KLM.com uses analytical cookies and other tracking technologies to offer you the best possible user experience. To monitor your behaviour on KLM.com and to tailor the content and advertisements to your preferences (via personalised advertisements), third parties and social media networks also place tracking cookies on the website. You agree with the aforementioned by clicking on the button “I agree” or by proceeding on the website. For more information on cookies or changing your cookies settings, read KLM’s cookie policy.


Practical Info about Dublin

Getting around the city

Dublin has appalling street congestion in the city centre, but the light rail service known as LUAS (the Gaelic word for 'speed') now offers two lines with numerous stations, many of them giving easy access to the main sights and places of interest. The city also has an extensive bus network with a limited Nitelink service operating from 1:30am, but this is most useful for commuters to and from the city centre. There is also a rapid transit train (DART) that links the city centre with the suburbs and seaside communities. Because most public transport stops before midnight, taxis can be hard to find in the city centre after 11pm, particularly over the weekend. Taxis can be hailed in the street, but it is often easier to find them at taxi ranks or book ahead by telephone. Renting a car can be impractical and expensive, although they can be essential if wanting to explore off the beaten track on excursions from Dublin.


GMT (GMT +1 between the last Sunday in March and the Saturday before the last Sunday in October).


Electrical current is 230 volts, 50Hz. UK-style three-pin and round three-pin plugs are in use.


The unit of currency is the Euro (EUR). Currency can be exchanged at banks and bureaux de change, and ATMs are widely available. Credit and debit cards, as well as travellers cheques, are widely accepted.


The international access code for Ireland is +353 (do not dial the first zero of the area code). Local mobile phone operators use GSM networks and have roaming agreements with most international operators. Internet cafes are available in the main tourist areas.

Emergency number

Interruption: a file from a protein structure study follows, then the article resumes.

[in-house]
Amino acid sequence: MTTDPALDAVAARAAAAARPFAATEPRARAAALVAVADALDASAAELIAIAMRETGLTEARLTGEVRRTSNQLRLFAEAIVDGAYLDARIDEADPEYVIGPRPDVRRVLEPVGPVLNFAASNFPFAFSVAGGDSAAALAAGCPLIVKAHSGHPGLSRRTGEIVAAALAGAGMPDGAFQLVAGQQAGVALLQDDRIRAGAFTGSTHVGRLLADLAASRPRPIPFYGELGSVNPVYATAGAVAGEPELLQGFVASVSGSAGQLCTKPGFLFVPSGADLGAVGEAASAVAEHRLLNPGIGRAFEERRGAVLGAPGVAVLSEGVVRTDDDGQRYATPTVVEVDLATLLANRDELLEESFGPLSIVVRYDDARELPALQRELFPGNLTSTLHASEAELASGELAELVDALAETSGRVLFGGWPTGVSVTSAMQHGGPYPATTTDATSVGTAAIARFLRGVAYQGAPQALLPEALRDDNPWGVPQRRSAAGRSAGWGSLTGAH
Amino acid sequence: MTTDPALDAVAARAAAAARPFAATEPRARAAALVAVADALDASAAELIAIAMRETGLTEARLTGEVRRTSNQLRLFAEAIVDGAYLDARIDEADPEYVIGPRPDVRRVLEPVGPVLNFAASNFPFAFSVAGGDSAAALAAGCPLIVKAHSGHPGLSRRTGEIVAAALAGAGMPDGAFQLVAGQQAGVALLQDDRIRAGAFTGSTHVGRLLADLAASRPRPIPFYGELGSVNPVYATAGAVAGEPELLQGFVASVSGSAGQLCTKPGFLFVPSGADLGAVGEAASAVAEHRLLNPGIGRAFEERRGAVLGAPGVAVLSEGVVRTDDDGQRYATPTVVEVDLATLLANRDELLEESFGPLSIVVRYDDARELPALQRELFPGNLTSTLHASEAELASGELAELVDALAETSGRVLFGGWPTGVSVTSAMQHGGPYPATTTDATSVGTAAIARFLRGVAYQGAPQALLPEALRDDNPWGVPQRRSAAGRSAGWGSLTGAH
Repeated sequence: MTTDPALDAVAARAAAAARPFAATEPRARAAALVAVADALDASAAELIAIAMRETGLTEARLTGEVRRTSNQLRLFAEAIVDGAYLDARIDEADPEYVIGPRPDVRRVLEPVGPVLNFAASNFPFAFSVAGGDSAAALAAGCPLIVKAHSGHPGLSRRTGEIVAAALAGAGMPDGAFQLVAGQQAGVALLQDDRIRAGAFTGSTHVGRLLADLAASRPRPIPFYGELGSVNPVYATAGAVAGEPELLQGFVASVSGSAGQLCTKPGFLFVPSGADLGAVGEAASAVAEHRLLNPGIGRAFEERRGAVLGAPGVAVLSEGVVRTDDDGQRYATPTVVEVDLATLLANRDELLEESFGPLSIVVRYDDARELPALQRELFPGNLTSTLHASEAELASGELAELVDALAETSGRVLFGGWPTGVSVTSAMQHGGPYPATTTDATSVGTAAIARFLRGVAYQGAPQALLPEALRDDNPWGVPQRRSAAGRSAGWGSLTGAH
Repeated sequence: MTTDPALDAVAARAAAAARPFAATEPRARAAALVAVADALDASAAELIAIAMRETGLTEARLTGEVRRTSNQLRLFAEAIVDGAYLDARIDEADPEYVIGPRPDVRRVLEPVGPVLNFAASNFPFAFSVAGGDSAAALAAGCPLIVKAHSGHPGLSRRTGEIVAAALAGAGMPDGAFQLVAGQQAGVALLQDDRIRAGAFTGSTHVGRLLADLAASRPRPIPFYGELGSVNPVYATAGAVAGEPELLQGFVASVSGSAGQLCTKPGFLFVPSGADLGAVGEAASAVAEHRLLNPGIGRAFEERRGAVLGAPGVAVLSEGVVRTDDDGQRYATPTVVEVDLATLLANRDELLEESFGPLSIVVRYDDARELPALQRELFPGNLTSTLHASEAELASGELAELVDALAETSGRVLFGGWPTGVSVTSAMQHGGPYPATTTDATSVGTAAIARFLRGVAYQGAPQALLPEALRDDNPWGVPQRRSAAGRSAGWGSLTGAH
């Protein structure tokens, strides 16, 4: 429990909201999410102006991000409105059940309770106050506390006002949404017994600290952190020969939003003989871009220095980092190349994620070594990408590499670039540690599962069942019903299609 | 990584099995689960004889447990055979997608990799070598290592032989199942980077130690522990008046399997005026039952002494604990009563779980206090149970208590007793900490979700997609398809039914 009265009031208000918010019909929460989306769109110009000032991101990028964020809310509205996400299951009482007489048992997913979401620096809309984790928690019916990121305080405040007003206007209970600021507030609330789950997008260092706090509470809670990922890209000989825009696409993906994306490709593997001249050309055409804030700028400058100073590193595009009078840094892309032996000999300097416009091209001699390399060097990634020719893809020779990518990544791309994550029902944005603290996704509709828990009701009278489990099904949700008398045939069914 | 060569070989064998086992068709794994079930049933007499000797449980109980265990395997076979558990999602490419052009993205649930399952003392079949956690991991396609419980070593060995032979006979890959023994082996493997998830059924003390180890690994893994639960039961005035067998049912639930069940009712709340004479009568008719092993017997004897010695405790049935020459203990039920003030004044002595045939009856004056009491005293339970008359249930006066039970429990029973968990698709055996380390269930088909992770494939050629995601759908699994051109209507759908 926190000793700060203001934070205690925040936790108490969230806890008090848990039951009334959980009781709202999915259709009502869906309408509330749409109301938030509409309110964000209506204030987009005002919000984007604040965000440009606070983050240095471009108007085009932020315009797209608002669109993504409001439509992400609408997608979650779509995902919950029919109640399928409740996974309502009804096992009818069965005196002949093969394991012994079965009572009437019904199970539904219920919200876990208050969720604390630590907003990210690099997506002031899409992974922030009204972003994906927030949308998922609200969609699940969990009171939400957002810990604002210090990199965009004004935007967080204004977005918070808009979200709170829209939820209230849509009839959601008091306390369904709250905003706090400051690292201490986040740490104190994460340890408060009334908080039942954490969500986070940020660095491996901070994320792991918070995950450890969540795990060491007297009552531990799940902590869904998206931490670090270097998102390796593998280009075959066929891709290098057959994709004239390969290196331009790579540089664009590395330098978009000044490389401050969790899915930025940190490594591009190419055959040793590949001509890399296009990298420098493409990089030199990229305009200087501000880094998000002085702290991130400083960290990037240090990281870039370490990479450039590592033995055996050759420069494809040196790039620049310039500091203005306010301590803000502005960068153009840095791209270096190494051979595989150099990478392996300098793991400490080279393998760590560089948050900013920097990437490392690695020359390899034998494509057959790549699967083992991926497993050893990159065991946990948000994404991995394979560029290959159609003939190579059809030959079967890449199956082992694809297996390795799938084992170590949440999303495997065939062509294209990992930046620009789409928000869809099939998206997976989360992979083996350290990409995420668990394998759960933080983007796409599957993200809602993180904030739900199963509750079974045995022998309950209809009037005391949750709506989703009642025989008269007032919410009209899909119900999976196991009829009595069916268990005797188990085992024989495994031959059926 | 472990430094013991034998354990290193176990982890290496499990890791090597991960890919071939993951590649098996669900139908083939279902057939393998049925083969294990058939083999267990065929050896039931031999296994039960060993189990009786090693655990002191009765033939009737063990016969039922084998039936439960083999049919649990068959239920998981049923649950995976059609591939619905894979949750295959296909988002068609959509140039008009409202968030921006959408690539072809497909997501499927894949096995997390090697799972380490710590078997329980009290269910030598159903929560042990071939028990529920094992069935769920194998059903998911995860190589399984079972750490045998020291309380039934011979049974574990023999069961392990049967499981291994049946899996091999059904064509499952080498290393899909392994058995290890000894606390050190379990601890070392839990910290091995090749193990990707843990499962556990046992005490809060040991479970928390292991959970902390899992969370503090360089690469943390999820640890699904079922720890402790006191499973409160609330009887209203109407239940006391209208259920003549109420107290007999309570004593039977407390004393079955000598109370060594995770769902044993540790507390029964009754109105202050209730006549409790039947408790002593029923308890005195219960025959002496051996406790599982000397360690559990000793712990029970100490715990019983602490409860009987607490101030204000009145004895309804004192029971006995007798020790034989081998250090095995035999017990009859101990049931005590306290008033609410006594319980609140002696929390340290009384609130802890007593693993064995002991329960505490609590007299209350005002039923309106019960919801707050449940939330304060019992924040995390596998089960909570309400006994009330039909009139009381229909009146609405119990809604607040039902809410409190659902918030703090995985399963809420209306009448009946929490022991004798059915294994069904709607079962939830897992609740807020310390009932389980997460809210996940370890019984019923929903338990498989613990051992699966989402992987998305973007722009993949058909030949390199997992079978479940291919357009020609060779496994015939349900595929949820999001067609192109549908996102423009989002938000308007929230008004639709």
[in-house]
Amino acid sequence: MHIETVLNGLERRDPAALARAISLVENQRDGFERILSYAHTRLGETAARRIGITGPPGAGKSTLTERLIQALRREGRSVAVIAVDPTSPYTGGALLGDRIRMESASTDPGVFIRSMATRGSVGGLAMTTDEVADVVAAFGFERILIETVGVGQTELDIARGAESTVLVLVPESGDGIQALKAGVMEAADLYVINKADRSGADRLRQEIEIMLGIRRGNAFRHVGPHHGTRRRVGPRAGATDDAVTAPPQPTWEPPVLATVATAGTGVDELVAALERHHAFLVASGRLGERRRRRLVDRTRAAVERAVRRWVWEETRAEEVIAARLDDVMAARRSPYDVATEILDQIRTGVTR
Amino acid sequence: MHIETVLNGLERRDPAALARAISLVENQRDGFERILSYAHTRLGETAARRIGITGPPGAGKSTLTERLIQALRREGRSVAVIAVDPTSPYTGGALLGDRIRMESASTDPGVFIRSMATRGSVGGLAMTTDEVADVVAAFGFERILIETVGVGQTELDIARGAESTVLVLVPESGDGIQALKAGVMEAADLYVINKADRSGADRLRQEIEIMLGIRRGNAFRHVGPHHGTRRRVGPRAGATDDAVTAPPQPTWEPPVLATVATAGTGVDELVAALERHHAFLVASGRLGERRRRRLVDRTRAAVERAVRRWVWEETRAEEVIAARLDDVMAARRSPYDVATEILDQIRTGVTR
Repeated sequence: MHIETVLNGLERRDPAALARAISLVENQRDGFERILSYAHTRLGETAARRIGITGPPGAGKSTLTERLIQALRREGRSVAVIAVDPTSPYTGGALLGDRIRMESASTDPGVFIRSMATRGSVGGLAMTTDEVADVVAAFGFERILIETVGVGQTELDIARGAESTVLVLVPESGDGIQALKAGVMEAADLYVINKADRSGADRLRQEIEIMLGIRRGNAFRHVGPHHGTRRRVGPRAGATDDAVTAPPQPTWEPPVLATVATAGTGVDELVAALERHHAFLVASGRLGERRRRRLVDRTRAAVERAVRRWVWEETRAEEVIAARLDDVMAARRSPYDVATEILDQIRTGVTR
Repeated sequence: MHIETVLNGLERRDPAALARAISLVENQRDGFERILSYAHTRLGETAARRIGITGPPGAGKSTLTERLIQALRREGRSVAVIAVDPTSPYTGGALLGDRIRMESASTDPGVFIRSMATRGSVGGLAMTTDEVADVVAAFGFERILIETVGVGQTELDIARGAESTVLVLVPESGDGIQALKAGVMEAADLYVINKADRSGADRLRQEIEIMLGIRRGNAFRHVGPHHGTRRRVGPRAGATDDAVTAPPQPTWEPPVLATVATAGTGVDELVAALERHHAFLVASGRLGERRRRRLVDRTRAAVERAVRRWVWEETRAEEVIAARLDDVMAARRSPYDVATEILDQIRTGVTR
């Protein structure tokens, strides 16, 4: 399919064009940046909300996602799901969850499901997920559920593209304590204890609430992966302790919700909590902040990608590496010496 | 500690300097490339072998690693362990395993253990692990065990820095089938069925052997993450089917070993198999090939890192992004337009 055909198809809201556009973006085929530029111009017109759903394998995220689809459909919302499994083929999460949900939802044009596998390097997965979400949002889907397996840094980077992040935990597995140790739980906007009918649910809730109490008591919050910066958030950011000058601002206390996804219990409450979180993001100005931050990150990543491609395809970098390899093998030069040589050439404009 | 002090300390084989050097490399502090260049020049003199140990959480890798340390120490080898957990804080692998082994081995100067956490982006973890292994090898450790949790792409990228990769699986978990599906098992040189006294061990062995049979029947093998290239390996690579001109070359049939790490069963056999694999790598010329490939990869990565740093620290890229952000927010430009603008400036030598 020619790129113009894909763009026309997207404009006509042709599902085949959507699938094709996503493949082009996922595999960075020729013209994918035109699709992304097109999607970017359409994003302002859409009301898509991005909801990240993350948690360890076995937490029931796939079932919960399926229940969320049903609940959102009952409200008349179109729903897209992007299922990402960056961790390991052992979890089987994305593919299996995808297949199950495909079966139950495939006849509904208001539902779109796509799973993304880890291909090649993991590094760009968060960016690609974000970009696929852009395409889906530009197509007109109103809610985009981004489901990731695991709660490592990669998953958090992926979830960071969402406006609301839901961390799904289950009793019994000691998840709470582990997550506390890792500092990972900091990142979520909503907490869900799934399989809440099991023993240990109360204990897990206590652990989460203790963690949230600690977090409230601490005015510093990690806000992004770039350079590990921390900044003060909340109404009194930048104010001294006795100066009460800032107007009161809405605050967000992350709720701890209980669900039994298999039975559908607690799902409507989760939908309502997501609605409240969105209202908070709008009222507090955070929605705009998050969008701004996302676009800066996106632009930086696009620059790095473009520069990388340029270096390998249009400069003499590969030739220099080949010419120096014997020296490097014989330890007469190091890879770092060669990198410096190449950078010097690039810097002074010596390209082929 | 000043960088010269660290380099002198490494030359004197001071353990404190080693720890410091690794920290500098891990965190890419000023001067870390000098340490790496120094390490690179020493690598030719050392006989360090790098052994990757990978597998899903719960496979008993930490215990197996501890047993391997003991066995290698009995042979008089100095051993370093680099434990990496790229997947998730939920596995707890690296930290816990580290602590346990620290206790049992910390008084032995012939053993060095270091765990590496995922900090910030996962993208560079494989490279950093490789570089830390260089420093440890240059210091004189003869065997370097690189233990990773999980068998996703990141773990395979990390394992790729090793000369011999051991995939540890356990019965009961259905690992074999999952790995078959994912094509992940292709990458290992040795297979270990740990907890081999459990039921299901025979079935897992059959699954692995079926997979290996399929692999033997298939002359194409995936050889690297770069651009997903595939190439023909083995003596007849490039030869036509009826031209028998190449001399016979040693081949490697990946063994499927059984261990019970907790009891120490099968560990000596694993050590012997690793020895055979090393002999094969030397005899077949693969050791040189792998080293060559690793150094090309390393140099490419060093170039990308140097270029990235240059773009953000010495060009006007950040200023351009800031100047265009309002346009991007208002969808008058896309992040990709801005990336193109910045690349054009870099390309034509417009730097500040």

Emergencies: 112/999

Visa and health information

Everything about visa and health information

Public holidays


Dublin International Airport


Getting to the city

Several bus services, involving more than 700 buses including Dublin Bus and Flybus, connect the airport to all parts of Dublin and the city's central train station, both day and night, with fares starting at €6.

Car rental

Hertz, Avis, Budget, Murrays Europcar and National Car Rentals all operate from car-hire desks in the Arrivals Concourse. There are also a number of pre-booked car-hire desks on this concourse. These include Argus, Atlas. Dan Dooley, Hamills, Malones, Sixt and Thrifty.

Airport taxi's

Taxis are available in front of the Arrivals Hall; a taxi to the city centre costs about €20, and an extra charge for baggage may be added, as well as a surcharge in the evenings and on weekends. All taxis have meters but they are only used for destinations in the 'Dublin City Taxi Metered Area'. It is wise to negotiate the price with the driver beforehand.

Transfer between terminals

A clearly signed walkway connects the two terminals.


Airport facilities include a bureau de change and ATMs, numerous restaurants, pubs and bars, several shops, a church and tourist information.


There are plenty of parking options at Dublin International Airport, including short and long stay options. The short-term car park is close to the terminal building, while the off-site long-term car park is serviced by a free shuttle service. Long term stays can be pre-booked via the airport website.


Free wifi is available throughout the airport. There are also internet kiosks around the terminal.